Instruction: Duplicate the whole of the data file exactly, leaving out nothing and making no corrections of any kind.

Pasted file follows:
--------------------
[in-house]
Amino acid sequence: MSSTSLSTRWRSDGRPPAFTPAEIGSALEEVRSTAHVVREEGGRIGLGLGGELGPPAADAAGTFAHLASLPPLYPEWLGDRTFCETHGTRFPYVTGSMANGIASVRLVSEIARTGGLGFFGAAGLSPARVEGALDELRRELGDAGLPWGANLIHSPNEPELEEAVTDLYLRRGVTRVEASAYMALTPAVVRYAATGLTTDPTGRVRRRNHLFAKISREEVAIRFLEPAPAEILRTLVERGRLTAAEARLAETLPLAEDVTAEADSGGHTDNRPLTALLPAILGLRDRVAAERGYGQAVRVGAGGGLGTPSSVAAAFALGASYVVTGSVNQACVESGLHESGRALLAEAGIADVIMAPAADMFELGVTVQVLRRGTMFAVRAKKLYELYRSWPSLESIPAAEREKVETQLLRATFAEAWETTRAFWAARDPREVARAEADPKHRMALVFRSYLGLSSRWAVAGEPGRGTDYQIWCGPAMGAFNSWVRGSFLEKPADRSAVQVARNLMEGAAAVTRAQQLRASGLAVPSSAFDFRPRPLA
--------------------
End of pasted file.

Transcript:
[in-house]
Amino acid sequence: MSSTSLSTRWRSDGRPPAFTPAEIGSALEEVRSTAHVVREEGGRIGLGLGGELGPPAADAAGTFAHLASLPPLYPEWLGDRTFCETHGTRFPYVTGSMANGIASVRLVSEIARTGGLGFFGAAGLSPARVEGALDELRRELGDAGLPWGANLIHSPNEPELEEAVTDLYLRRGVTRVEASAYMALTPAVVRYAATGLTTDPTGRVRRRNHLFAKISREEVAIRFLEPAPAEILRTLVERGRLTAAEARLAETLPLAEDVTAEADSGGHTDNRPLTALLPAILGLRDRVAAERGYGQAVRVGAGGGLGTPSSVAAAFALGASYVVTGSVNQACVESGLHESGRALLAEAGIADVIMAPAADMFELGVTVQVLRRGTMFAVRAKKLYELYRSWPSLESIPAAEREKVETQLLRATFAEAWETTRAFWAARDPREVARAEADPKHRMALVFRSYLGLSSRWAVAGEPGRGTDYQIWCGPAMGAFNSWVRGSFLEKPADRSAVQVARNLMEGAAAVTRAQQLRASGLAVPSSAFDFRPRPLA